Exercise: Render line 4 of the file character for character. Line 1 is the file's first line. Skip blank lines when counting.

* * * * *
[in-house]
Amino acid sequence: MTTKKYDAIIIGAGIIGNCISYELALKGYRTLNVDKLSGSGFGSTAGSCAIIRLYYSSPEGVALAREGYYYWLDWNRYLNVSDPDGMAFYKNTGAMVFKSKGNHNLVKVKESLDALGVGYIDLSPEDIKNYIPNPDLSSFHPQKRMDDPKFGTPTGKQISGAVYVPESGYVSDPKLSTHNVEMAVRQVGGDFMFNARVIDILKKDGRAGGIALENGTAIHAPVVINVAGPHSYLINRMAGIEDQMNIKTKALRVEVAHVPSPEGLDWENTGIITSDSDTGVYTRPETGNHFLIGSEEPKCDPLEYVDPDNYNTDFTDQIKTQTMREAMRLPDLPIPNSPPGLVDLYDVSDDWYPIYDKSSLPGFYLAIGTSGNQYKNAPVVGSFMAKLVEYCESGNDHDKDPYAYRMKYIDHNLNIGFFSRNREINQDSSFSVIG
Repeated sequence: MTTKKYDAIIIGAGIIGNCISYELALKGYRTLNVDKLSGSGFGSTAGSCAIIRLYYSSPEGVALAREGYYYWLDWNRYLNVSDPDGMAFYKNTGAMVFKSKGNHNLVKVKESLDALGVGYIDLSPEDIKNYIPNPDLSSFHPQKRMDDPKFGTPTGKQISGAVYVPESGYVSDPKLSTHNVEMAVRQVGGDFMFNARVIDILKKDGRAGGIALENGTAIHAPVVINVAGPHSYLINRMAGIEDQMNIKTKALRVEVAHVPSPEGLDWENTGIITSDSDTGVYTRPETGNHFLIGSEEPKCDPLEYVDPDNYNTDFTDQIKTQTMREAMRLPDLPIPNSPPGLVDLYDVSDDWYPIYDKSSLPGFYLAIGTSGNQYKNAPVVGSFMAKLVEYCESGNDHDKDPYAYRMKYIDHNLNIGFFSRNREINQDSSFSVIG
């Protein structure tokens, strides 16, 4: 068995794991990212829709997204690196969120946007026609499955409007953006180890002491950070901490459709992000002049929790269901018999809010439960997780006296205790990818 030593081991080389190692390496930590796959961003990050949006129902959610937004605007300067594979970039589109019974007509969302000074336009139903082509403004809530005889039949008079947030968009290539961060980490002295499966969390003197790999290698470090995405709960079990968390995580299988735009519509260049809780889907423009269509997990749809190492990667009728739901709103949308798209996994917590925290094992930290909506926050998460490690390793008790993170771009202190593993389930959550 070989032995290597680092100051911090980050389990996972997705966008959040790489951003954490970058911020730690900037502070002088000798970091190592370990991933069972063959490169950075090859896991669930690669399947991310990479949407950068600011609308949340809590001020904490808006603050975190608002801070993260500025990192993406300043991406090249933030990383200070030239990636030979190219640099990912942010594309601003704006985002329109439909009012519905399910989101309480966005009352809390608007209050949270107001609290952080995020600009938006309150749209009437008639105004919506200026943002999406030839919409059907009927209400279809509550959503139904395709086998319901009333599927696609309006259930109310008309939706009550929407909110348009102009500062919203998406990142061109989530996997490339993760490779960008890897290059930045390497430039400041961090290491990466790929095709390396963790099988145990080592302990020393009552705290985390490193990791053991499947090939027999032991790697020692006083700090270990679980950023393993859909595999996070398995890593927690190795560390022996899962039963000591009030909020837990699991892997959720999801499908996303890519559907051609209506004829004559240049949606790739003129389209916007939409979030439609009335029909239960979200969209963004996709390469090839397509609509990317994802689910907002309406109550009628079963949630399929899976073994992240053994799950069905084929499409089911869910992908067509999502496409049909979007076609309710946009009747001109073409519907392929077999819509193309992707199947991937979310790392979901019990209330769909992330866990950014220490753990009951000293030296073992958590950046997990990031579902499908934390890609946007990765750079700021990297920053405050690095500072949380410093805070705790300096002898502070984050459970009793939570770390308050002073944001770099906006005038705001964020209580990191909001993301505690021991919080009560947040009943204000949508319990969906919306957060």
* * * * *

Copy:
């Protein structure tokens, strides 16, 4: 068995794991990212829709997204690196969120946007026609499955409007953006180890002491950070901490459709992000002049929790269901018999809010439960997780006296205790990818 030593081991080389190692390496930590796959961003990050949006129902959610937004605007300067594979970039589109019974007509969302000074336009139903082509403004809530005889039949008079947030968009290539961060980490002295499966969390003197790999290698470090995405709960079990968390995580299988735009519509260049809780889907423009269509997990749809190492990667009728739901709103949308798209996994917590925290094992930290909506926050998460490690390793008790993170771009202190593993389930959550 070989032995290597680092100051911090980050389990996972997705966008959040790489951003954490970058911020730690900037502070002088000798970091190592370990991933069972063959490169950075090859896991669930690669399947991310990479949407950068600011609308949340809590001020904490808006603050975190608002801070993260500025990192993406300043991406090249933030990383200070030239990636030979190219640099990912942010594309601003704006985002329109439909009012519905399910989101309480966005009352809390608007209050949270107001609290952080995020600009938006309150749209009437008639105004919506200026943002999406030839919409059907009927209400279809509550959503139904395709086998319901009333599927696609309006259930109310008309939706009550929407909110348009102009500062919203998406990142061109989530996997490339993760490779960008890897290059930045390497430039400041961090290491990466790929095709390396963790099988145990080592302990020393009552705290985390490193990791053991499947090939027999032991790697020692006083700090270990679980950023393993859909595999996070398995890593927690190795560390022996899962039963000591009030909020837990699991892997959720999801499908996303890519559907051609209506004829004559240049949606790739003129389209916007939409979030439609009335029909239960979200969209963004996709390469090839397509609509990317994802689910907002309406109550009628079963949630399929899976073994992240053994799950069905084929499409089911869910992908067509999502496409049909979007076609309710946009009747001109073409519907392929077999819509193309992707199947991937979310790392979901019990209330769909992330866990950014220490753990009951000293030296073992958590950046997990990031579902499908934390890609946007990765750079700021990297920053405050690095500072949380410093805070705790300096002898502070984050459970009793939570770390308050002073944001770099906006005038705001964020209580990191909001993301505690021991919080009560947040009943204000949508319990969906919306957060």